Bihar Chief Minister Nitish Kumar has proposed increasing reservation in government jobs and educational institutions for Scheduled Castes and Scheduled Tribes, as well Other Backward Classes and Extremely Backward Classes, to 65 per cent. This is excluding the centre’s 10 per cent reservation for individuals from Economically Weaker Sections, and will take total reservation to 75 per cent.
The proposals will take state quotas past the 50 per cent cap set by the Supreme Court in 1992.
“We will do the needful after due consultation. It is our intent to effect these changes in the current session,” the Chief Minister said, adding that the three per cent quota for OBC women be scrapped.
Under the proposed revised quotas, Scheduled Caste candidates will have 20 per cent reservation, while those from OBCs and EBCs will get 43 per cent quota – a significant increase from the earlier 30 per cent. Reservation of two per cent has been proposed for ST candidates.
The current reservation levels are 18 per cent for EBCs and 12 per cent for Backward Classes, 16 per cent for Scheduled Castes, and one per cent for Scheduled Tribes.
The proposal comes hours after a full report on the contentious state-wide caste survey was tabled before the Bihar Assembly, amid claims by the opposition BJP that the ruling Janata Dal(United)-Rashtriya Janata Dal duo had inflated data relating to the Yadav community and Muslims.
Nitish Kumar – whose deputy, the RJD’s Tejashwi Yadav, hails from the former group – slammed the BJP for the allegations. Earlier, Mr Yadav had demanded critics of the caste survey provide proof.
The Yadavs are the largest OBC sub-group in the state, accounting for 14.27 per of that population.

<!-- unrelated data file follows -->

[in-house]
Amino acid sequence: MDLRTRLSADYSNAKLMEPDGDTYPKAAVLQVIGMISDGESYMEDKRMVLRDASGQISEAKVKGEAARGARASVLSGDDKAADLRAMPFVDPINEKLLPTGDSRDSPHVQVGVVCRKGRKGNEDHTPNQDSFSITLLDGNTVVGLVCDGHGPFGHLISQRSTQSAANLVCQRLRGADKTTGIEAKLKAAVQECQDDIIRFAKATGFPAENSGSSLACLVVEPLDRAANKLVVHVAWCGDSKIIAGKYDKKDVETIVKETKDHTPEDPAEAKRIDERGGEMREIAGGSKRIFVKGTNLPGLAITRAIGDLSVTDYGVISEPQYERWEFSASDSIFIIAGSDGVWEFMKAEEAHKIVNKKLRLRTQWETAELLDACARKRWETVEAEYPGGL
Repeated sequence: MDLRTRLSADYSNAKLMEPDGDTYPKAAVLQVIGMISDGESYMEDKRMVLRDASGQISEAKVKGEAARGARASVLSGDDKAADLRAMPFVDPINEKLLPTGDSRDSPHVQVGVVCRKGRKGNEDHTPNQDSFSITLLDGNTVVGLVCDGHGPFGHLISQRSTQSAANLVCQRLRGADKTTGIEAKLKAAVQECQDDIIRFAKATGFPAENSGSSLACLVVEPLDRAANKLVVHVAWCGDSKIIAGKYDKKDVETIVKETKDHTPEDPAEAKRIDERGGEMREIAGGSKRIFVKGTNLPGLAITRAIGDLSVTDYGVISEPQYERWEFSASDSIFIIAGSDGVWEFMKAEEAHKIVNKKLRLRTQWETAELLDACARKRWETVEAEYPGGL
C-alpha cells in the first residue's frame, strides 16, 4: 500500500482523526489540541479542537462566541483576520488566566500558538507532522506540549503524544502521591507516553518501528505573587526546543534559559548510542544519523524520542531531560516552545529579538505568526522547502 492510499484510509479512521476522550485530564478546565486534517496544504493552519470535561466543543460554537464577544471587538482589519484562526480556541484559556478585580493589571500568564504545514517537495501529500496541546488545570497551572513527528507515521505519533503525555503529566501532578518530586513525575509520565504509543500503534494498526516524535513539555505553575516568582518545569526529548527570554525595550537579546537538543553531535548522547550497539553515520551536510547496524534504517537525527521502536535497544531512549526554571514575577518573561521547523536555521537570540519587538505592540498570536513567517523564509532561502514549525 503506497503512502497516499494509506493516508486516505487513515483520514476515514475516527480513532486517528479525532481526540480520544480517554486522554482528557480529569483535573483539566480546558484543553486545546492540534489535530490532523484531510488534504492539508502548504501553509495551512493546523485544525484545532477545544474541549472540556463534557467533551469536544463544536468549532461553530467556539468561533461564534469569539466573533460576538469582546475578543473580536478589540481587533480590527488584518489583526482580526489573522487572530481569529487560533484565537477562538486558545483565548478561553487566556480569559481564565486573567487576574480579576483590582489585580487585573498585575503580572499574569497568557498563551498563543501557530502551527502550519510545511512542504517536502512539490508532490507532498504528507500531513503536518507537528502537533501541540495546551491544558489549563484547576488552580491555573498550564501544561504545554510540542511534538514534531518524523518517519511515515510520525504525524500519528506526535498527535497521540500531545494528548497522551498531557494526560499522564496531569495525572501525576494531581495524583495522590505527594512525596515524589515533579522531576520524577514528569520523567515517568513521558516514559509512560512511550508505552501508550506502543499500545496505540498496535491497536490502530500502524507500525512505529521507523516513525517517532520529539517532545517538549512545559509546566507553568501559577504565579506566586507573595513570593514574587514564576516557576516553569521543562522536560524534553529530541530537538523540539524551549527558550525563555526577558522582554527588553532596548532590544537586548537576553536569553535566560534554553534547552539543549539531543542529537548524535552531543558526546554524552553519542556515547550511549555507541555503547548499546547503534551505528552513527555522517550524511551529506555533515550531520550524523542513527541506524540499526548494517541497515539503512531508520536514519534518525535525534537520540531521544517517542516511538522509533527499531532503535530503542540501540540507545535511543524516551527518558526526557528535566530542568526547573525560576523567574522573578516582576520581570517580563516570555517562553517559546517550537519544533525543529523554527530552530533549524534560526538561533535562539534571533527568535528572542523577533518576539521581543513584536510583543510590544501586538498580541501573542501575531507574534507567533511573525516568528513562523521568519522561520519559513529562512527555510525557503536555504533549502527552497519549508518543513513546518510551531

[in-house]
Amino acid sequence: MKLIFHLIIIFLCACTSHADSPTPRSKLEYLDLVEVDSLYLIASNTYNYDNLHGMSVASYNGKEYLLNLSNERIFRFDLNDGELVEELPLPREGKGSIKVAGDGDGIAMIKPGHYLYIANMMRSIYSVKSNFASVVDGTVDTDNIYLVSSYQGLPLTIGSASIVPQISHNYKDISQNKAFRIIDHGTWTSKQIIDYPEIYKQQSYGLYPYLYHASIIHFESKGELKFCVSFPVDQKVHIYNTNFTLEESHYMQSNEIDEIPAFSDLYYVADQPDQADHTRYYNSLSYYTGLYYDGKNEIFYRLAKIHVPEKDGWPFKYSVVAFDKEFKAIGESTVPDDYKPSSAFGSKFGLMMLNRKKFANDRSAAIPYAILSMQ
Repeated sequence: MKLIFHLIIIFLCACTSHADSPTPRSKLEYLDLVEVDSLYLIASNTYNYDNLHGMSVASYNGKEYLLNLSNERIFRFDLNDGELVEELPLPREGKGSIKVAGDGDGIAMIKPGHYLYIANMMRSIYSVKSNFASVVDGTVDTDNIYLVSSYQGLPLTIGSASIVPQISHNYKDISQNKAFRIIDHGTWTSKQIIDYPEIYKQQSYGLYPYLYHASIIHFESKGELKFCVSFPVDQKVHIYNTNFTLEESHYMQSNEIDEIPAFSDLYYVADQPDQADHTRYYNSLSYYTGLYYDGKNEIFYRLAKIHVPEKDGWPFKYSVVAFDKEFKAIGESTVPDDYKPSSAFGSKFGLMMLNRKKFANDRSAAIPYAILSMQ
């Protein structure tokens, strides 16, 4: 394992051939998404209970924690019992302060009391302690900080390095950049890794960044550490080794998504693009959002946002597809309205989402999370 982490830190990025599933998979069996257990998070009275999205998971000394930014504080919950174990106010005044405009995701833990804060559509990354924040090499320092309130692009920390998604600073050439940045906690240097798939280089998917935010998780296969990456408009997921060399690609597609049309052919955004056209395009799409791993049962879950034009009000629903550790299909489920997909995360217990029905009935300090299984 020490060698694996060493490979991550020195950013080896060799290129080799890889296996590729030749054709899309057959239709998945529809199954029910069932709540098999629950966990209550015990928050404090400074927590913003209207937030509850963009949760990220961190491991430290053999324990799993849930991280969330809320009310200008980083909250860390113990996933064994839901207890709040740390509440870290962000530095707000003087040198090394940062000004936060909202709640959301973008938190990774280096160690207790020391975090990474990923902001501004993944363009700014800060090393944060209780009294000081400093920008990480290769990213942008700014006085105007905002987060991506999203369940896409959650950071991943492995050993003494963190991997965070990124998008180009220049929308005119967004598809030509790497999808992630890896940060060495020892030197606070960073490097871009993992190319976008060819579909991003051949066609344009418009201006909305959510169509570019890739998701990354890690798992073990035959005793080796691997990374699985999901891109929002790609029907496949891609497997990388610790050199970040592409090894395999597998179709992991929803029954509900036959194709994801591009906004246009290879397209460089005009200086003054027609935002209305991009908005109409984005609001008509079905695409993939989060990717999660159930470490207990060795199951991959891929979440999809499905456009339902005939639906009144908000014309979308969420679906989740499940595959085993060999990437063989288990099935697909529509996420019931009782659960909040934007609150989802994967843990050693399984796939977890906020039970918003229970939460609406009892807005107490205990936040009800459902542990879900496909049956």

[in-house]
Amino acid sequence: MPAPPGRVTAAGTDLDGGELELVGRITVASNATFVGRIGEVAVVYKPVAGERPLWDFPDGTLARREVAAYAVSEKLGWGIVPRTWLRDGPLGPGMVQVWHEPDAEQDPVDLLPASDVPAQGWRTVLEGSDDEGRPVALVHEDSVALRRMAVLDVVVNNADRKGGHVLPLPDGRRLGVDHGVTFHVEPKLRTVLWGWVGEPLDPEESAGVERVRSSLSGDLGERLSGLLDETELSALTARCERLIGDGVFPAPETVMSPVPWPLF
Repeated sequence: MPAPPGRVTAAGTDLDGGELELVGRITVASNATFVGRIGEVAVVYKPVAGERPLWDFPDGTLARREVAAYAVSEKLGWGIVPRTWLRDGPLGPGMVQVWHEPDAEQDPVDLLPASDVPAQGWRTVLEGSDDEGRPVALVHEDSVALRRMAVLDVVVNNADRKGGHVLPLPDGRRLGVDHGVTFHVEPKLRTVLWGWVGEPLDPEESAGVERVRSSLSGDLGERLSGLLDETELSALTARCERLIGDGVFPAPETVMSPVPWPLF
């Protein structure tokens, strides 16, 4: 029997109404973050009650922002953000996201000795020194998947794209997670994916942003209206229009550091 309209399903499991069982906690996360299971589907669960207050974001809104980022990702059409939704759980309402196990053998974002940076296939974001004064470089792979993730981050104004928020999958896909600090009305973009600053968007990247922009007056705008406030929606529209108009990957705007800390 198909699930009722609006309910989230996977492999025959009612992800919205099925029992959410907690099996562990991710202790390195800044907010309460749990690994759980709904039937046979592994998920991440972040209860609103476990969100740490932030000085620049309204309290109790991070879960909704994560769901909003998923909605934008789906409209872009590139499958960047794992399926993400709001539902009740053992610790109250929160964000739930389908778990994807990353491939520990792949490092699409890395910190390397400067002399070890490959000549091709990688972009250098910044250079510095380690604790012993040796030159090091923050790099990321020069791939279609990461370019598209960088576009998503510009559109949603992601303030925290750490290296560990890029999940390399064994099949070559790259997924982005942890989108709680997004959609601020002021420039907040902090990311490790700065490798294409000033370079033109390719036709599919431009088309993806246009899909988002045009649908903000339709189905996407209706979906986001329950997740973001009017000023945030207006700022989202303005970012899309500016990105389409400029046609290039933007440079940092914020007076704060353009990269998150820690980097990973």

Overall, according to the Bihar caste survey, 36 per cent of the state’s 13.1 crore people are from EBCs, 27.1 per cent are from Backward Classes, and 19.7 per cent are from Scheduled Castes. Scheduled Tribes make up 1.7 per cent of the population, and the General Category is 15.5 per cent.
This means that over 60 per cent of Bihar hails from Backward or Extremely Backward Classes.
More data, released earlier today, said 34 per cent of all families in the state survive on less than Rs 6,000 per month, and 42 per cent of Scheduled Caste and Scheduled Tribe families live in poverty.
Also according to the data, less than six per cent of individuals from Scheduled Castes had finished their schooling; i.e., cleared Class 11 and Class 12. That number inches up to nine per cent overall.
Last month, release of the first tranche of caste survey data was followed by speculation of just this announcement – an increase in quota for backward classes and other marginalised communities.
The Bihar government’s caste survey – now a political hot potato after the opposition has pushed for a similar, nation-wide exercise – began to make headlines (again) in November last year.
This was after the Supreme Court backed the centre’s 10 per cent EWS quota.
The court called the quota – introduced shortly before the 2019 Lok Sabha election – non-discriminatory and said it does not alter the basic structure of the Constitution.
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